Nothing in life worth having is easy, they say. That doesn’t mean we shouldn’t strive to make difficult processes a bit more hassle-free, though. One responsibility that many people have that is ripe for some overhaul is buying and owning a car.
The number one desire of most car buyers? Making the dealership experience simpler and bringing down those monthly payments to a more reasonable level. Here’s how you can do both if you’ve got the means to go about it.
Keep Your Credit Score High
This comes into play well before you even think about getting a new vehicle. Your credit history, assuming you have one, follows you around for a lifetime and influences the way that lenders view you. According to http://auto.loan, you should, “…Look at your credit record and consider paying a fee to check your current score. This will give you a better idea of what to expect.”
The better your credit score, the better terms you can get on a loan (in other words, lower interest rates). The lower the interest rates, the less money you have to pay over the length of the loan, and the more you get to keep in your pockets.
You can keep your credit score high by staying on top of your payments, controlling how much you owe, and following a wide array of additional credit boosting tips that will put you firmly in the “low risk” borrower category.
Remember, even if your score is low at the moment, it doesn’t have to stay there. Credit scores can be improved, and if you take advantage of the best practices, you can do the same for yours. Remember to check your score regularly, so you know exactly where you stand.
Take Advantage Of Down Payments & Trade-Ins
When going to buy a new car, you can get your monthly payments down by knocking some money off that initial purchase price of the vehicle. Negotiating with your dealer can help, but beyond that, you can shave off some dollars with a down payment or a trade-in.
The down payment could be money you have in the bank that you’ve saved for this very purpose. If you think you’re going to be in the market for a car, make sure to stash some money away regularly so you can apply it to your car purchase up front.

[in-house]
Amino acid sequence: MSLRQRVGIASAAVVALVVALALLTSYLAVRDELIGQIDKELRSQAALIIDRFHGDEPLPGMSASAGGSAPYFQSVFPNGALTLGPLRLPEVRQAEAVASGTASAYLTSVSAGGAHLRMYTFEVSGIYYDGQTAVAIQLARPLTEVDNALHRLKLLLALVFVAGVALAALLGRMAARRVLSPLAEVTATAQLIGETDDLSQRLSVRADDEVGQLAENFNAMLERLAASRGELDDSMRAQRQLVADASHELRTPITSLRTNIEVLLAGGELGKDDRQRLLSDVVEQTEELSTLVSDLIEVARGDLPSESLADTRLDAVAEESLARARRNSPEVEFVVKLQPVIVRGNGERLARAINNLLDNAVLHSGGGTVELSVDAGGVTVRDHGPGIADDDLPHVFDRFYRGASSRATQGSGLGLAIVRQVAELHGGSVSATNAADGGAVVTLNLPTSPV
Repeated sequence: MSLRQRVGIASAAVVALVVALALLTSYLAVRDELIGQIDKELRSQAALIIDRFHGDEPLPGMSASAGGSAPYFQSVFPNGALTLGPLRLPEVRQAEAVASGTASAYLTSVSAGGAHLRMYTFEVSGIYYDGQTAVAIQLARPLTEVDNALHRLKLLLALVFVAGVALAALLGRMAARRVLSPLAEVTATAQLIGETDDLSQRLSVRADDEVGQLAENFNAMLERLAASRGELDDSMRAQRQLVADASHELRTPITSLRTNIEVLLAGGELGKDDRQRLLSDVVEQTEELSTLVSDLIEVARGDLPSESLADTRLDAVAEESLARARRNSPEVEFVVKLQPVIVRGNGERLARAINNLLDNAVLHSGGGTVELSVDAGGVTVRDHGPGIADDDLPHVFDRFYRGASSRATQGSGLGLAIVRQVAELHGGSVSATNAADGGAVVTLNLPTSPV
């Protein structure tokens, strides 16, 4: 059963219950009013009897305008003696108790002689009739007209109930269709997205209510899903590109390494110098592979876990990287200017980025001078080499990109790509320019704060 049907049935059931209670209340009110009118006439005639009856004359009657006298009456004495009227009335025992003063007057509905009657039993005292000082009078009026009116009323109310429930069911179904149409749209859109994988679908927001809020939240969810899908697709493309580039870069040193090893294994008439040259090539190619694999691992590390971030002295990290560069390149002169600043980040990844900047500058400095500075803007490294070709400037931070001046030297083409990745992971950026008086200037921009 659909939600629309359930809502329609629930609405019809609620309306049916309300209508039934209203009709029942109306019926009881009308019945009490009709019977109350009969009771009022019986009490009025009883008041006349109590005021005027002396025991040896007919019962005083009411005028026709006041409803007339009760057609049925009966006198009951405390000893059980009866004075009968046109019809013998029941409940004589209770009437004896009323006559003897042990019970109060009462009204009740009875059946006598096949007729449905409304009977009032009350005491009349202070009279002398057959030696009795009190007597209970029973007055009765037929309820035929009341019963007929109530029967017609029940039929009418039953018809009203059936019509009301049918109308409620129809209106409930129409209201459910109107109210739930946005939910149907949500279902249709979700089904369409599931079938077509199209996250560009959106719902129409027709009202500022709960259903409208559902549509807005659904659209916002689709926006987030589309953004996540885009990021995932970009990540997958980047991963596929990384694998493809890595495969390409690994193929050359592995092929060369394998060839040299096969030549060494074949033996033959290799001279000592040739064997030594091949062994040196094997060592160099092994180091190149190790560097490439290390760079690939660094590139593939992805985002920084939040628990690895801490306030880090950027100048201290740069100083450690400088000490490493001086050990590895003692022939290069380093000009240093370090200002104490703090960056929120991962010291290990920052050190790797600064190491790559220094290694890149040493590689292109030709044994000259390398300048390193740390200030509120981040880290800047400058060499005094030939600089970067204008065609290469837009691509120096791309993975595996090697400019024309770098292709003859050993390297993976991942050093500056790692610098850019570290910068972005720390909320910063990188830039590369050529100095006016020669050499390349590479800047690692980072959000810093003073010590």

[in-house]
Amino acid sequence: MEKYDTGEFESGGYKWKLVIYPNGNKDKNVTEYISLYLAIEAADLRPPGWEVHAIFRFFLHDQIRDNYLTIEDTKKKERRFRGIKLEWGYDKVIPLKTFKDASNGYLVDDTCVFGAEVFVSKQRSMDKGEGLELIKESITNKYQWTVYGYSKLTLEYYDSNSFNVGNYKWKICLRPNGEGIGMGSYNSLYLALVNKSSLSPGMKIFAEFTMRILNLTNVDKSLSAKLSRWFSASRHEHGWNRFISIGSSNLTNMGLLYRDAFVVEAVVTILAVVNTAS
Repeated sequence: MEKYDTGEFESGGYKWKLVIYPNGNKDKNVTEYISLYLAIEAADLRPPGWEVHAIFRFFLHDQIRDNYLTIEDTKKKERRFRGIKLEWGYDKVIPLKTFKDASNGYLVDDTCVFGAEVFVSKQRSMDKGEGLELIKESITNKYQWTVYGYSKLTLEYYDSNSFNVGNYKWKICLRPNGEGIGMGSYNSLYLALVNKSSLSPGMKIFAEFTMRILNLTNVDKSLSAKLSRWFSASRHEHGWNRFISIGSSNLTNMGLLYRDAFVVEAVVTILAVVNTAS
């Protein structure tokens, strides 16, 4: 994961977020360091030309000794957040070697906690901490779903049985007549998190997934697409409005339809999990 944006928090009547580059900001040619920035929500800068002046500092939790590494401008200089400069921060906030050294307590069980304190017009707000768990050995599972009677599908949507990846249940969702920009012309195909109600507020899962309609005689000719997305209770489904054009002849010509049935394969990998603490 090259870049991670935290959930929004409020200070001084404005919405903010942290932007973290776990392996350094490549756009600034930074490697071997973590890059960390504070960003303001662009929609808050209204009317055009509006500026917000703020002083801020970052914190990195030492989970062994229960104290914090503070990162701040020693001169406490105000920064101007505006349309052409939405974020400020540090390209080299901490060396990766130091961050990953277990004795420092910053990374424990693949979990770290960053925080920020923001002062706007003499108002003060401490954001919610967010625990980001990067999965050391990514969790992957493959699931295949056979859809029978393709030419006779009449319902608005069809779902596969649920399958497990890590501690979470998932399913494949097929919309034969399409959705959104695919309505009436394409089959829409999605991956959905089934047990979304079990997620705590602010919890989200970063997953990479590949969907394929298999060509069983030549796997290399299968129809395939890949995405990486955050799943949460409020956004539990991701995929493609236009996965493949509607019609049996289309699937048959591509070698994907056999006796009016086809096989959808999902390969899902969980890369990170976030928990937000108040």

Alternatively, if you already have a vehicle, trade it in when you go to purchase your new car. The resale value of your current ride will vary based on a number of factors, so you might get more or less depending on some things that are outside of your control.
A good general rule, though, is to keep your mileage as low as you can, keep your car well-maintained, and avoid damaging the interior/exterior of your car to help it retain its value.
If you’re buying a car you know you are going to resell at some point, try to stick with normal colors, refrain from aftermarket customization, and get options and upgrades that will add value when it’s time for the trade.
Compare Your Lenders
Last, but not least, you should know all of the options available to you. There are a lot of lenders out there who might give you the money you need for your next car purchase, but not all of them are created equal.
Some might offer lower interest rates to those with better credit scores, some might focus on getting the best rates for those with damaged credit, some might be uniquely suited to a specific kind of borrower.
The best way to know is to shop around. You can get a robust listing of available lenders online, compare their rates, review their pros and cons, and get more tips on what to do when applying for a loan.
Knowing what’s out there and carefully considering all the deals available is the best strategy for getting the best deals. Make sure that you always know the score before you head out to buy your next vehicle.